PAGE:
Dir: Cate Shortland. Starring: Scarlett Johansson, Florence Pugh, David Harbour, O-T Fagbenle, William Hurt, Ray Winstone, Rachel Weisz. 12A, 134 mins.
Of all the heroes in Marvel’s Cinematic Universe, it’s Scarlett Johansson’s Black Widow who deserves the biggest apology from her creators. Over the span of a decade, she’s been treated like a cipher to drool over (the actor has herself criticised the hypersexualisation of her character in 2010’s Iron Man 2), called a monster for not being able to conceive, and then killed off without even the dignity of a funeral in Avengers: Endgame. The steel-thighed, emotionally bruised Russian agent, otherwise known as Natasha Romanoff, has been hollowed out like a porcelain doll through year after year of poor screenwriting.
At least now, after all this time, she finally has her own film. Black Widow is a valiant but chequered attempt to do right by the legacy of Marvel’s first female Avenger. It’s hindered most by the sensation that this has all come a little too late. Director Cate Shortland and writer Eric Pearson have tried to pry out new meaning from between the lines of the character’s official biography, setting this particular adventure in a time after Captain America: Civil War and before Avengers: Infinity War. Natasha, at this point, is an international fugitive still in the grieving stages of the Avengers’s very public break up. Having fled to Europe, she finds herself confronted by her own past – namely, Yelena Belova (Florence Pugh), a pseudo-sister from her time in the Red Room, a programme of psychological torture that shaped young girls into fearsome killers.
Yelena reveals to Natasha that the man responsible (Ray Winstone’s Deykov, whose Russian accent is enough of a war crime in its own right) is still lurking in the dark. The Red Room was never defeated; it simply evolved into something altogether crueller and more sinister. Black Widow is, inescapably, a story about the abuse and exploitation of young women, who Dreykov so casually names as “the only natural resource that the world has too much of”. And there are moments in Pearson’s script, and in Shortland’s handling of those scenes, that are brutally and tragically effective – Yelena and Natasha talk about the forced sterilisation they underwent in exactly the kind of offhand, eerily detached manner that speaks to how deeply suppressed their trauma still is.
The problem is that these ideas are so much better expressed through Yelena, who arrives emotionally complete and having never met a space raccoon. She’s also bolstered by an absolute knockout performance from Pugh, who combines her characters from Little Women and Midsommar – a little petulance here, a little melancholy there – to conjure someone who is warm, witty yet crumbling from within. Yelena’s entire identity has always existed at the whim of others, so much so that she’s grown irreversibly attached to the fake parents she was once assigned on a mission. One of them, Soviet supersoldier Red Guardian (David Harbour), has an unhealthy fixation with Captain America, his “great adversary in this great theatre of geopolitical conflict” (the two don’t seem to have met). The other, Melina (Rachel Weisz), owns a worrying number of pigs. The pair make for some affable comic relief, as they bicker and sourly down vodka at the dinner table.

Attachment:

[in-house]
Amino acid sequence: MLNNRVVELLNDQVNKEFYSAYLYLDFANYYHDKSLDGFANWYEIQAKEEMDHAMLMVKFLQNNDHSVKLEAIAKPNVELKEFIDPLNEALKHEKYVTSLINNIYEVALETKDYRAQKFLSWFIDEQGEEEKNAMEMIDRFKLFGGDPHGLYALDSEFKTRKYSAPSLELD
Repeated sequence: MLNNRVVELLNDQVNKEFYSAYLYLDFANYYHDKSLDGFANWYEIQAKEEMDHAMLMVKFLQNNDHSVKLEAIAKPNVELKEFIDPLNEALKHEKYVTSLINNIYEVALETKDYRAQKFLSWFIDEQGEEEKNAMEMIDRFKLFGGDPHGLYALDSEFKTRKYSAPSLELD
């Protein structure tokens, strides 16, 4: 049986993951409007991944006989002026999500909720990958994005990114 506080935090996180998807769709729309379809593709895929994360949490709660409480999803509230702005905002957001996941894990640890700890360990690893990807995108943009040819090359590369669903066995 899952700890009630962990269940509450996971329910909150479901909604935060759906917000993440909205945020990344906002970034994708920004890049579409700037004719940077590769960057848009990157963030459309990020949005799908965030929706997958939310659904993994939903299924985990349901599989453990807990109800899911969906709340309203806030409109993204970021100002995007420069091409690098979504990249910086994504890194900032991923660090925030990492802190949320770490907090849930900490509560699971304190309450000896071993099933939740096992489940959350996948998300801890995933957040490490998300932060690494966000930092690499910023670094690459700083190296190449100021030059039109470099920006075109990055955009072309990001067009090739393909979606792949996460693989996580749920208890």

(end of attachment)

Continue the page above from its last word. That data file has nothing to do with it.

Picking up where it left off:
Johansson, meanwhile, does the best she can with the material, though her humanity tends to come out in smaller details – like a scene of her, alone, watching Moonraker and mouthing along to the terrible puns. Otherwise, she’s still the unflappably elegant fighter who kicks, twirls, and always lands in a superhero pose (admittedly, there’s a good running joke about this). Black Widow features some of the best fight choreography of the entire MCU, but Matthew Schmidt and Leigh Folsom Boyd’s editing has a chaotic quality to it that often turns an intricately designed sequence into a spinning blur of limbs. There’s one standout scene where Yelena and Natasha, much like Charlize Theron in Atomic Blonde, tear a city apartment to pieces as they fling assorted homeware at each other’s heads.
More often, the action will simply dissolve into a predictable CGI gruel. Considering Black Widow is one of the few heroes who can’t fly, she spends a concerning amount of this film plummeting through the air. And the film’s mystery villain, Taskmaster, who comes with the ability to perfectly mimic anyone’s movements, is an intriguing idea that only ever feels half-deployed. But, for all of Black Widow’s flaws, the things that it does right build a more hopeful future for the women of the MCU – one with stories that not only invoke real and relatable experiences, but are actually being told by women behind the camera. It’s just a shame that Natasha never had this from the very start.